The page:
I told Richard I really didn’t need him to buy me any more birthday presents, we’d shot our wad.  Dirt. I need dirt. Dad sent me more amaryllis bulbs, Richard bought me a few too  (yay! Thank you!) and I just need some potting soil and a few pots.  I’m simple to please. (Wait–don’t look at that Touch when I say that…)

I’ll see Sunday if he agreed with me.

Tuning in
Friday December 11th 2009, 11:17 pm
Filed under: Family,Food,Friends

You know why it’s so hard to keep those holiday pounds off?

It’s those see stars. One arm breaks off, they just grow another one, appearing time after time.  Whaddyagonnado.

(Michelle volunteers one-on-one as a tutor and the middle schooler brought her holiday cookies as a thank you.  Michelle wasn’t about to tell her she didn’t dare risk eating them; it was a sweet thing for her to have done.  I was glad to help out a little, and besides, I could use nudging the scale up a tad.)

Meantime, this morning, our piano doctor who makes house calls, an old friend after all these years, came by.  The house was, shall we say, unfinished–and I was discouraged at how fast my energy had given out on me.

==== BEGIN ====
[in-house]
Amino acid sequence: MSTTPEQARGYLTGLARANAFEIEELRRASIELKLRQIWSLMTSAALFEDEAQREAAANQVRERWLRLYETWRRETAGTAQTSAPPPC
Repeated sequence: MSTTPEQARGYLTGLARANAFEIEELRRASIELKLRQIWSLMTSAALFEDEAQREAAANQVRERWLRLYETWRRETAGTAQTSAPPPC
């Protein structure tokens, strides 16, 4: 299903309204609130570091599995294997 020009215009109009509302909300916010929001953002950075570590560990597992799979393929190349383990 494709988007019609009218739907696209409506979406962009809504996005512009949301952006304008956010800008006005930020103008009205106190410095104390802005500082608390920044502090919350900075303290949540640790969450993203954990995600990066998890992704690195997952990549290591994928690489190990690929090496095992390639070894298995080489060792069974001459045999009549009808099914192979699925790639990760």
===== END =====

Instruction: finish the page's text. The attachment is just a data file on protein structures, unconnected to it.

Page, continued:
He smiled a warm smile; “Doesn’t look messy to me.”

And at that suddenly everything was much better.

He glanced out at the birds on the feeder, taking them in for a moment; he has done recordings of the wildlife in his own area.  I’ve heard his frogs.  (If you ever need some theme music while ripping out your knitting…)  I wondered if he could hear my finches through the window.

I’ve heard them I think twice now. Yesterday the feeder swung around so one couldn’t see me coming as I opened the slider as quietly as I could and slipped outside.  The feeder swung back around, and I was close enough to stroke the little bird’s stripey-brown feathers had I moved.  I didn’t dare move.  Or breathe.  It chirped and dove into the seed, again and again, keeping an eye on me–and when I did finally breathe, it was a Mr. Tumnus moment: Oh my goodness! You’re a human, and I’m–I’m a bird!  Fright and flight!

I picked up my needles while Neil tuned my piano.

I don’t usually knit in the mornings; I’m not sure how to describe the weirdness that is the body responding in slow motion before about noon–you tell it to move and it dithers like a 13-year-old told to do the dishes and arguing about it. Knitting at that hour, and particularly on tiny needles?  Slow as doing taxes.